Pic7 blog resize 7.jpg

So what’s a saiga, after all? These amazing animals have been around since before the Ice Age. They look more like a character from Star Wars, but they have been surviving for thousands of years unchanged right here, on Earth. In the past they used to cover areas all the way from Alaska to Europe’s Carpathian Mountains to the steppes of Eurasia. Today, Kazakhstan still has the largest population of this critically endangered species, while smaller groups are still surviving in Russia, Mongolia, and Uzbekistan.

Pic8 blog resize 8

The saiga gather in large numbers in May, when the calving season begins. That’s also the best time to visit the steppe with ACBK because you have the best chances of seeing these animals up close. Since we were there in the summer, the herds were already on the move and most of the times we’d only spot them from afar. In 2015 these saiga populations were in big trouble due to an epidemic that killed 90% of them. The disease is connected to a warming climate, but in these past years they have made a comeback. The ACBK is also working hard to protect the saiga from the threat of poaching.

Pic9 blog resize 9

Due to the nature of the area’s soil, the strong sun and the hot summers, evaporation is common in the steppe and many bodies of water turn to surreal landscapes of salt lakes which, when covered by a shallow layer of water, reflect the sky.

Pic10 blog resize 10

Even in what seemed an empty landscape we would always find life in the most surprising of ways: ground squirrels popping their heads up, an eagle gliding just above the grass, colorful dragonflies landing on flowers, a saiga running in the distance at 50 mph, or the movement of the grasses in the wind. Everywhere we turned there was reason to snap a picture.

Conservation Atlas is a 501(c)(3), US-based nonprofit started in 2017 by Andreea & Justin Lotak. Conservation Atlas aims to raise awareness of global conservation causes by appealing to intrepid travelers. Through leading online resources and annual international festivals, CA inspires people to visit unique places and support the mission of grassroots organizations. Through 2018, The Lotaks are touring 14 countries to document successful conservation projects, meet the people who are making these positive changes, and photograph beautiful landscapes and biodiversity. 

Andreea is wearing the Print Lean Capri Leggings and the Ember Tank, and Justin is wearing the Cuba Libre Long Sleeve Shirt and the Rover Shorts.

 

 

Best Ways to Save Money While Traveling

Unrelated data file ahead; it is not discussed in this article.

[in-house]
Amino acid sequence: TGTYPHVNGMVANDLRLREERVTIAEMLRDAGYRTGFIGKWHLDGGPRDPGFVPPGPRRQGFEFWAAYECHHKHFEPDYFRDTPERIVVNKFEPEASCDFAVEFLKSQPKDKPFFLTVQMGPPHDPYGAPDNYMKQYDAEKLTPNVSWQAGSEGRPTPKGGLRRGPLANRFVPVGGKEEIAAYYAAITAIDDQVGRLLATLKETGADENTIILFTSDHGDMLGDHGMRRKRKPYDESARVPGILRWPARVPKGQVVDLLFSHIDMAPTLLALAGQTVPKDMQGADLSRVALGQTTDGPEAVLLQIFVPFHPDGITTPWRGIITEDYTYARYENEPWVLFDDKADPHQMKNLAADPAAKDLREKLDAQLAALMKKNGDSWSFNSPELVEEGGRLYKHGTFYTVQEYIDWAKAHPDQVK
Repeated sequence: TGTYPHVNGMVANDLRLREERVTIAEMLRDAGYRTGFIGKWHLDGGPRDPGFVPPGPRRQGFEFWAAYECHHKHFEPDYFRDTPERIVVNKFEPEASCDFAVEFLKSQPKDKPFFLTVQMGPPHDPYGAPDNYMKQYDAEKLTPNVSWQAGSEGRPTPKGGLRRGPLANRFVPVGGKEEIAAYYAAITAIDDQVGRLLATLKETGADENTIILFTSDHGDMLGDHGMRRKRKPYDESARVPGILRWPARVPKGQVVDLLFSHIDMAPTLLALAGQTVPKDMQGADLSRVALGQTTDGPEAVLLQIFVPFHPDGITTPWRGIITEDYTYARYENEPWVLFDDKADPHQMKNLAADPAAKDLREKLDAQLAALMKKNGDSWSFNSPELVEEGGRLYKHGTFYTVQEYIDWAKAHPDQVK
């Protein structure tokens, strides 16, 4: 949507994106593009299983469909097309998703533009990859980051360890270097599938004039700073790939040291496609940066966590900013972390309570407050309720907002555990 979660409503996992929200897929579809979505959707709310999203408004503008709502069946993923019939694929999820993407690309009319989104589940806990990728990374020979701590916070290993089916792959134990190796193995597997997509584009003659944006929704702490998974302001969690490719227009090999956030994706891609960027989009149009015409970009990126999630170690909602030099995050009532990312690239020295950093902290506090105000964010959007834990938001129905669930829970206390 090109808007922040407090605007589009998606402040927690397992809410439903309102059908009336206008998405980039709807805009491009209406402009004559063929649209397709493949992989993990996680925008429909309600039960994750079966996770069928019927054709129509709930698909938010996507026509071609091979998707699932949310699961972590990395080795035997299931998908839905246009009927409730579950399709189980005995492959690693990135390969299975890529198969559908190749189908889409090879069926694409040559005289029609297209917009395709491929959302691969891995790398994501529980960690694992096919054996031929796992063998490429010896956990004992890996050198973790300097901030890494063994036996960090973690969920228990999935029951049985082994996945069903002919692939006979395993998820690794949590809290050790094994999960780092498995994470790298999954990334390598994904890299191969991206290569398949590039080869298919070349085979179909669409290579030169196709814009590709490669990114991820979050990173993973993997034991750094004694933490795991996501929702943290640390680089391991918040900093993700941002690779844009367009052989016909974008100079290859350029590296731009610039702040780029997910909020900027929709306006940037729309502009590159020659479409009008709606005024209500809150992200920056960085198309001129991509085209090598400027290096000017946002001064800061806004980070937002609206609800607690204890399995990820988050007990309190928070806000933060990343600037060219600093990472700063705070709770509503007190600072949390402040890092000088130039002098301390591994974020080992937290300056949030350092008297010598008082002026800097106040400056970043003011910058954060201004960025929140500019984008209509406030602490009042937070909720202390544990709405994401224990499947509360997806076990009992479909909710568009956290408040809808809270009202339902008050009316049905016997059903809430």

Some of the best, most creative travel experiences happen when you’re maximizing your wallet. Determine what your budget is and stick to it. From food sourcing to local activities, there’s plenty to do that feels like more bang for your buck. Trust Kelly Smith, a digital nomad and writer who made the leap to work from the raod. Here’s his list of 8 easy tricks to stretch your travel dollar.

1. Fly Flexible

Let me tell you a story: Once upon a time, I flew my family of four from Portland, OR to Kuala Lumpur, Malaysia. Ok, technically that’s not true. I really flew us from Seattle, British Columbia (yes, the Canadian one) to Singapore. We saved $180 per ticket on that flight — more than enough to rent a one-way car trip in the States and a luxury charter bus through Malaysia, plus hotel rooms on both sides. We saved a bundle and got more travel.

Flexibility around dates can save money for travel too. Bottom line: don’t have tunnel vision when you book your flights. Trying to get to Madrid? You might save loads of money by flying into Stuttgart, Germany (which has some stellar car museums, btw). Be adventurous and open and see what you can save – you might end up flying in and out of somewhere really cool. So two mini-vacations for the price of one!

2. Browse Incognito

Some of the travel aggregator sites — sites where you find the cheapest airfares across all airlines — will look at your browser history to figure out which locations you’re most interested in. Then they’ll bump the prices they show you as a result. Using the Incognito browsing function while you shop disables the tracking and information gathering that makes it possible. You can also use apps like Hopper which send you updates as prices rise and fall.

S19_Day_3_58_Bloody_Mary_0422_crop

The Cue Wrap Sleeveless Dress: Wrinkle-free and cocktail-ready.

3. Credit Cycle Your Recurring Bills

If you don’t have a credit card with rewards or airline miles, you’re walking away from travel money every time you put a purchase on your debit card. Set your recurring bills – utility bills, insurance payments, grocery, and gas — on your rewards or miles card. If you keep the payments regular, it quickly establishes a pattern of credit that ups your score… meaning you can qualify for better cards with more rewards and lower interest.